The 2013 World Baseball Classic begins in the early hours of Saturday 2 March, U.K. time. It promises to bring the same levels of excitement, drama, colour and passion that the previous events have delighted us with.
This is the third staging of the marquee tournament. It was first held in 2006, less than a year after the International Olympic Committee announced that baseball and softball would be dropped for the 2012 London Olympic Games.
Japan won the inaugural competition and then successfully defended their title three years later. They will be aiming to complete the hat-trick this time around as the tournament now settles into its schedule of being held once every four years.
Sixteen teams were selected to compete in the first two WBC’s; however 12 additional nations were given the opportunity to qualify for the 2013 tournament. They competed across four, four-team groups in the second half of last year with each group containing one of the four teams that failed to win a game in the 2009 WBC.
Great Britain were one of the teams that entered the qualifying stage, but unfortunately Canada, the previous WBC entrant in the group, proved to be too strong for Team GB, Germany and the Czech Republic.
The qualifying stage did result in another European team being added to the traditional powerhouse duo of Italy and the Netherlands though. Spain got the better of France, South Africa and Israel in their qualifying group to make it into the WBC for the first time.
The teams and venues
This year’s WBC will take place in four countries: Japan, Taiwan, Puerto Rico and America (Miami, Arizona and San Francisco).
Between 2 March and 6 March, the WBC heads to Asia for two of the four First-Round groups. Japan will host China, Brazil and Cuba (the dominant force in international baseball for years, although going through a lean spell of late) in Pool A, with Taiwan (Chinese Taipei) hosting Australia, the Netherlands and South Korea in Pool B. The Korean team are sure to be desperate for success having lost out to Japan in the 2009 WBC Final after winning the 2008 Olympic Tournament.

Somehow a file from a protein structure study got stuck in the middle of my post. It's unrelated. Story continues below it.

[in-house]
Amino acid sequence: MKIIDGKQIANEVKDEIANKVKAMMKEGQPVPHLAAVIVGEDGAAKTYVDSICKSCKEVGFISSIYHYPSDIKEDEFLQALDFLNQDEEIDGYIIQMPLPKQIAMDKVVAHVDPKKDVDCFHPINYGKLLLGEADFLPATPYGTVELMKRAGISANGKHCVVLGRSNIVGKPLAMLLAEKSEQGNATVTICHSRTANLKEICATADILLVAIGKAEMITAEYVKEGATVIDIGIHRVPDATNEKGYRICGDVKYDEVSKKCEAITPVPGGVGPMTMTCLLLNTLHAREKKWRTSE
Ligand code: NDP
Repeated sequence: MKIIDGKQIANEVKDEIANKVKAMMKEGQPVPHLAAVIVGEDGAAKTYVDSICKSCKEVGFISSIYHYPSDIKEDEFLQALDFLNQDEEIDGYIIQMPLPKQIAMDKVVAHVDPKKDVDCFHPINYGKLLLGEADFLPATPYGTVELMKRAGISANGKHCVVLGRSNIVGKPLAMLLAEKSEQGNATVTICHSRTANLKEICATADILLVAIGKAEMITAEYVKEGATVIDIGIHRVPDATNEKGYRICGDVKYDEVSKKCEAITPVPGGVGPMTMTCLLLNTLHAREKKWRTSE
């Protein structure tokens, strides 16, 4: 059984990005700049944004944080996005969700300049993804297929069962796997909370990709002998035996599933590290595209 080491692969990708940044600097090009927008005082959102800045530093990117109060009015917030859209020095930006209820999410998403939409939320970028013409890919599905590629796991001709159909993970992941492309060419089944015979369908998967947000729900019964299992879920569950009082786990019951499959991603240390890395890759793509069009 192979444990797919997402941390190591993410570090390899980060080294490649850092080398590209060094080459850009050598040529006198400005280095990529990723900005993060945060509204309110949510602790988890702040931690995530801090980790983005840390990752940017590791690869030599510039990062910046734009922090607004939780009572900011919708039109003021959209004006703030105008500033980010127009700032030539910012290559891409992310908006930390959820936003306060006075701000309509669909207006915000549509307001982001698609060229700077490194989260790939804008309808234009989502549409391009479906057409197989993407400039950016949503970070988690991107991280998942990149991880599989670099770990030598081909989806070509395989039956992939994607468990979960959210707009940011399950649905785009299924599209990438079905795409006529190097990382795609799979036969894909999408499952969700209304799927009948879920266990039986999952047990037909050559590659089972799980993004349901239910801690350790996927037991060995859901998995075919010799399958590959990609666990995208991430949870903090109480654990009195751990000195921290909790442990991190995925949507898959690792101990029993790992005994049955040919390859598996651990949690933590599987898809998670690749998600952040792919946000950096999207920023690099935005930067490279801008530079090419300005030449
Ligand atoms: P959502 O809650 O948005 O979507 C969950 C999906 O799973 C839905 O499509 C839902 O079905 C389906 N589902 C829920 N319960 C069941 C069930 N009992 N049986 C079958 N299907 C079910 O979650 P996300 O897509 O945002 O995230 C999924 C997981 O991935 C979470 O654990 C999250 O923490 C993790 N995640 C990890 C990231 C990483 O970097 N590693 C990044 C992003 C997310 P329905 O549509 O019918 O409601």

The top two teams from Pools A and B will compete in Tokyo in a Second Round Pool (8-12 March) where the top two teams will earn a place in the Semi-Finals to be held at the San Francisco Giants’ AT&T Park on March 17-18.
Between 7-10 March the First Round action heads to Puerto Rico and the U.S. Puerto Rico will host the Dominican Republic, Spain and Venezuela, whilst the U.S. National Team will compete in Arizona against Canada, Mexico and Italy. The U.S. are seeking their first appearance in the WBC Final after losing a semi-final against Japan in 2009 and being knocked out in the Second Round stage back in 2006.
The top two teams from those two groups will then head on to Marlins Park, Miami, to compete for two spots in the Semi-Final stage. The Final takes place on 19 March.
The full schedule of games is available on the Official WBC website. I’ve created an Excel version that lists all of the times of first pitch in U.K. time. The sheet includes a column stating the local (to the host venue) start date just to avoid confusion in case games are referred to in that way elsewhere.
One quirk to note is that four of the U.K. time and dates have an asterisk next to them. There are two games on 9 Saturday U.K. time (3 a.m. and 10 a.m.) from 2nd Round Pool 1 and precisely which teams will play in which game will depend on whether the hosts Japan are involved. If they are, their game will be the later of the two.
It’s the same situation for two 2nd Round Pool 2 games (both Tuesday 12 in the States, although the second game begins at midnight U.K. time so technically is played on Wed 13 from our perspective). The U.S.’s game will be the later of the two if they are one of the four teams involved.
ESPN America will be showing live games throughout the WBC and judging by the first weekend’s schedule they will be bringing us a good proportion of the games.
Eurosport2 will also be broadcasting some games over the weekend beginning 8 March. There has been a bit of confusion as to whether these would be available in the UK or not, but it does now appear as though they will be. That’s a nice bonus for anyone who doesn’t have access to ESPN America but can get Eurosport.
It was expected that live coverage of games would be streamed on MLB.com, potentially to 2013 MLB.TV subscribers or courtesy of a specific paid-for WBC subscription. Disappointingly, that does not appear to be the case. The official WBC App can be downloaded from iTunes and allows U.S. based fans with an MLB Network subscription to watch the games online, yet there are no details for those of us outside the States and moderator comments on the official MLB.TV forum imply that only MLB Network subscribers will be able to watch.
It’s strange, to say the very least, that MLB.com would not give fans around the world an option to watch their premier international tournament online.
Let the games begin
The WBC really is a unique event. It’s the only international baseball tournament that includes current MLB players, allowing seasoned international players the chance to test themselves against Major Leagues and giving MLB players a rare opportunity to represent their country. Add in the special atmosphere generated by the passionate fans and it makes for a great mix.
Despite the disappointment of the potential lack of online coverage, the 2013 tournament is sure to be a wonderful addition to the baseball season once again.